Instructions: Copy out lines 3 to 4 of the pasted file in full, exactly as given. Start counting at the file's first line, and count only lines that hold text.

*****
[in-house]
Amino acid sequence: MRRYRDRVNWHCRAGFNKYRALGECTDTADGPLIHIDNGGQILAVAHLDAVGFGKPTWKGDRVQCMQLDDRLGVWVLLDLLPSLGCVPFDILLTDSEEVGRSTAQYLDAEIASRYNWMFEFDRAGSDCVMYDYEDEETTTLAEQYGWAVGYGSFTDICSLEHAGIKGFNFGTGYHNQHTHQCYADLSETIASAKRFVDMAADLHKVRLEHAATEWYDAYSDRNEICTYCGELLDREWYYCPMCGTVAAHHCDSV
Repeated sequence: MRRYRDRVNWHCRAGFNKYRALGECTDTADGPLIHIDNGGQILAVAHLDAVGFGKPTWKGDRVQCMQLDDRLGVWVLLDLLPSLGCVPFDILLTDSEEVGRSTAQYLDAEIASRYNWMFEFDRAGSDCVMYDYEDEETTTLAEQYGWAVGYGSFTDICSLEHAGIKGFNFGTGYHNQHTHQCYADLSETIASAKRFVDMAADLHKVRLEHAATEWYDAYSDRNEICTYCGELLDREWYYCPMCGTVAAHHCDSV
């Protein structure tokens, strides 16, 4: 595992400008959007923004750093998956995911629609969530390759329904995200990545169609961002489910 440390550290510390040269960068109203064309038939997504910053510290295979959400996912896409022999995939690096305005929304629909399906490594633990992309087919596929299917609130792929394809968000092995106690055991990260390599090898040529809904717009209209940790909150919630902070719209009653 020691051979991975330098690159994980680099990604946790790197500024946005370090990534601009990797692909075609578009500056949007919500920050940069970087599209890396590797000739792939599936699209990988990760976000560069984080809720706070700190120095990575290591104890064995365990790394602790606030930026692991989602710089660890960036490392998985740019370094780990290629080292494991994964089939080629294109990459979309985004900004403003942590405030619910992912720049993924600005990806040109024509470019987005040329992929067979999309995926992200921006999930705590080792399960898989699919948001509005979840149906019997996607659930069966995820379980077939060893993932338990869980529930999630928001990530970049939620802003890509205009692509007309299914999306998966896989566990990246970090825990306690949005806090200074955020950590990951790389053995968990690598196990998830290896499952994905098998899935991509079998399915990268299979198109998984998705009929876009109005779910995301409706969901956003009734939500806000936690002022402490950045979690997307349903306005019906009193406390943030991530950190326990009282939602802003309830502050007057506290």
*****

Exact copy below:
Repeated sequence: MRRYRDRVNWHCRAGFNKYRALGECTDTADGPLIHIDNGGQILAVAHLDAVGFGKPTWKGDRVQCMQLDDRLGVWVLLDLLPSLGCVPFDILLTDSEEVGRSTAQYLDAEIASRYNWMFEFDRAGSDCVMYDYEDEETTTLAEQYGWAVGYGSFTDICSLEHAGIKGFNFGTGYHNQHTHQCYADLSETIASAKRFVDMAADLHKVRLEHAATEWYDAYSDRNEICTYCGELLDREWYYCPMCGTVAAHHCDSV
């Protein structure tokens, strides 16, 4: 595992400008959007923004750093998956995911629609969530390759329904995200990545169609961002489910 440390550290510390040269960068109203064309038939997504910053510290295979959400996912896409022999995939690096305005929304629909399906490594633990992309087919596929299917609130792929394809968000092995106690055991990260390599090898040529809904717009209209940790909150919630902070719209009653 020691051979991975330098690159994980680099990604946790790197500024946005370090990534601009990797692909075609578009500056949007919500920050940069970087599209890396590797000739792939599936699209990988990760976000560069984080809720706070700190120095990575290591104890064995365990790394602790606030930026692991989602710089660890960036490392998985740019370094780990290629080292494991994964089939080629294109990459979309985004900004403003942590405030619910992912720049993924600005990806040109024509470019987005040329992929067979999309995926992200921006999930705590080792399960898989699919948001509005979840149906019997996607659930069966995820379980077939060893993932338990869980529930999630928001990530970049939620802003890509205009692509007309299914999306998966896989566990990246970090825990306690949005806090200074955020950590990951790389053995968990690598196990998830290896499952994905098998899935991509079998399915990268299979198109998984998705009929876009109005779910995301409706969901956003009734939500806000936690002022402490950045979690997307349903306005019906009193406390943030991530950190326990009282939602802003309830502050007057506290």